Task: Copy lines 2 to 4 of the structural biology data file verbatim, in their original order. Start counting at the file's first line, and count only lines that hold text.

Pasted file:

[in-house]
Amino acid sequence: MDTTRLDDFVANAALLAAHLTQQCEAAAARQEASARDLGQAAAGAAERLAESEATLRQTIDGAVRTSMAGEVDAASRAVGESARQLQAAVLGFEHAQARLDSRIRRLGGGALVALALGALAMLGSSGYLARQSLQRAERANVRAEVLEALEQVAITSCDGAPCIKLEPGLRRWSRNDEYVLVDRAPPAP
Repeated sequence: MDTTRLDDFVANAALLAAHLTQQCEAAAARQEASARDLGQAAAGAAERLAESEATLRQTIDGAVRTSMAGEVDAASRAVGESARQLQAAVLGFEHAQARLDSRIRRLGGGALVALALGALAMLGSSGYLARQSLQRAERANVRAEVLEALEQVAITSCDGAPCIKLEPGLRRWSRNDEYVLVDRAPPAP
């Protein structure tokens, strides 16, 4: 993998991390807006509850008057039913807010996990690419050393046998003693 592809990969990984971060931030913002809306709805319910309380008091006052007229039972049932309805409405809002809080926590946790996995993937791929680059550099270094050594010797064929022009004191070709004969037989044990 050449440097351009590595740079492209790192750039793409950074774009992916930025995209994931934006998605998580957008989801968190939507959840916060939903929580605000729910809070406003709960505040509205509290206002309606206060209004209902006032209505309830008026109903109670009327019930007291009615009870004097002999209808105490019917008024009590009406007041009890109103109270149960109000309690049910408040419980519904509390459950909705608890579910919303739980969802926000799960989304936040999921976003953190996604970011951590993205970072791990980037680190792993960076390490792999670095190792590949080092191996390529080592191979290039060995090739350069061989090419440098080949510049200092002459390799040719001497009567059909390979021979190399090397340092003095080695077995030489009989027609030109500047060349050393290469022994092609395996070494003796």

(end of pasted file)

Amino acid sequence: MDTTRLDDFVANAALLAAHLTQQCEAAAARQEASARDLGQAAAGAAERLAESEATLRQTIDGAVRTSMAGEVDAASRAVGESARQLQAAVLGFEHAQARLDSRIRRLGGGALVALALGALAMLGSSGYLARQSLQRAERANVRAEVLEALEQVAITSCDGAPCIKLEPGLRRWSRNDEYVLVDRAPPAP
Repeated sequence: MDTTRLDDFVANAALLAAHLTQQCEAAAARQEASARDLGQAAAGAAERLAESEATLRQTIDGAVRTSMAGEVDAASRAVGESARQLQAAVLGFEHAQARLDSRIRRLGGGALVALALGALAMLGSSGYLARQSLQRAERANVRAEVLEALEQVAITSCDGAPCIKLEPGLRRWSRNDEYVLVDRAPPAP
């Protein structure tokens, strides 16, 4: 993998991390807006509850008057039913807010996990690419050393046998003693 592809990969990984971060931030913002809306709805319910309380008091006052007229039972049932309805409405809002809080926590946790996995993937791929680059550099270094050594010797064929022009004191070709004969037989044990 050449440097351009590595740079492209790192750039793409950074774009992916930025995209994931934006998605998580957008989801968190939507959840916060939903929580605000729910809070406003709960505040509205509290206002309606206060209004209902006032209505309830008026109903109670009327019930007291009615009870004097002999209808105490019917008024009590009406007041009890109103109270149960109000309690049910408040419980519904509390459950909705608890579910919303739980969802926000799960989304936040999921976003953190996604970011951590993205970072791990980037680190792993960076390490792999670095190792590949080092191996390529080592191979290039060995090739350069061989090419440098080949510049200092002459390799040719001497009567059909390979021979190399090397340092003095080695077995030489009989027609030109500047060349050393290469022994092609395996070494003796």